Ah hah! Why, of course, who wouldn’t instantly realize that you should reverse the way the wheels are installed?!?
When you take off the wheels, you get your hands dirty with grease. So you get to sit on an airplane for hours with grease on your hands. When you land, you get to reverse the whole process, getting more grease on your hands.
Check out how difficult it is to remove the axle… first, you push the axle in which releases it from the stroller:
Then you have to push the axle in two more times to get it off the wheel. You do this by holding the axle and pushing the end in. That only gets it half way out of the wheel, so you have to do it again to get it all the way out:
Then you have grease on your hands:
And again, you have to reverse the wheels, so the left goes on the right and the right goes on the left. Easy and obvious, eh? This reversal requirement means that you can’t pop a wheel off (even if it were that easy) and immediately put it back on and doing the same to the other. You have to remove both first and then switch them. Imagine yourself in the airport luggage area with your wheel-less stroller, two wheels and two axles sprawled all over the floor. I don’t know why they required this and for the life of me, I can’t even figure out how they prevented the axle and wheels from going back into the same side in the stroller. The axles and wheels are identical, why can’t the wheel just flip over and go into the same side?! It’s as if they intentionally designed it to require the wheels be swapped!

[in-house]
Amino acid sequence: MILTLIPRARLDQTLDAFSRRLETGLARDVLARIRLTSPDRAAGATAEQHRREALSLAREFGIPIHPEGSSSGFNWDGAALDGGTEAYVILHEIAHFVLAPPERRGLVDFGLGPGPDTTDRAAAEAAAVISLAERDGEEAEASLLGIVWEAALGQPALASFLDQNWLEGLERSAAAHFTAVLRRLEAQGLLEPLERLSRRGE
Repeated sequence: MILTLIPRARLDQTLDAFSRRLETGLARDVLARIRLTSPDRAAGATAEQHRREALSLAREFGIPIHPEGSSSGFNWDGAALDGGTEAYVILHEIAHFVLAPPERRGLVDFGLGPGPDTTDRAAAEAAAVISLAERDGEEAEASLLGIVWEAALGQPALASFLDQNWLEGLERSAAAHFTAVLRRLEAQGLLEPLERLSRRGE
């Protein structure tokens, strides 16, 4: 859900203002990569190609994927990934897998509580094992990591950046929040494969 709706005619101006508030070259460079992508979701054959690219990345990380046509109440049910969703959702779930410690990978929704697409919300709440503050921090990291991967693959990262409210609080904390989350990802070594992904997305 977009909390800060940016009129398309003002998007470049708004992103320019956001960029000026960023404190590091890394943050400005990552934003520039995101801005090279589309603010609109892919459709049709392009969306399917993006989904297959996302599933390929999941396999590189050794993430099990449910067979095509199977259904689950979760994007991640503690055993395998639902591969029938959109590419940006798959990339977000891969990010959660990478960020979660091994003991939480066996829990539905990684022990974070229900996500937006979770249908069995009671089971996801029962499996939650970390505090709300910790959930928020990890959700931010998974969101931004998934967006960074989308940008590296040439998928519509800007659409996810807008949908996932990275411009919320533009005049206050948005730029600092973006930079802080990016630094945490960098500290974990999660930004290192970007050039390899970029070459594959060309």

You will probably want to carry grease with you on vacation because it won’t take long until the axle has no more grease on it and the wheels stop turning easily and/or you ruin the axle. But realistically, once you’ve done this once, you will prefer to avoid this hassle and leave the wheels on backwards. This is dangerous because you lose the ability to put a brake on the wheels. It’s a classic example of idiotic design by designers who just don’t think (or don’t think well).
The thing is that if the bag was only slightly larger, you could put it in without putting the handle in the wheel-locking position and then you wouldn’t need to take the wheels off and put them on backwards. This torture device and its bag were designed this way to save them 10 or 20 square inches of material in the travel bag that costs $60. For crying out loud, Phil & Ted, charge $61 for the bag, use the extra pennies to make it a tiny bit bigger and make your customers not hate you for your lousy design. Or allow the handle to the stroller to stick out of the bag, which wouldn’t add anything to the cost of the bag. In fact, it’d be less expensive because you wouldn’t need to put that extra handle on the bag.
Phil and Ted, assuming someone named Phil and someone named Ted were stupid enough to put their real names on this poorly-designed thing, deserve one of Dante’s Inferno punishments. My suggestion is they be put at an airport gate minutes before their flight leaves and forced to collapse and un-collapse their product and put it in this bag over and over for eternity.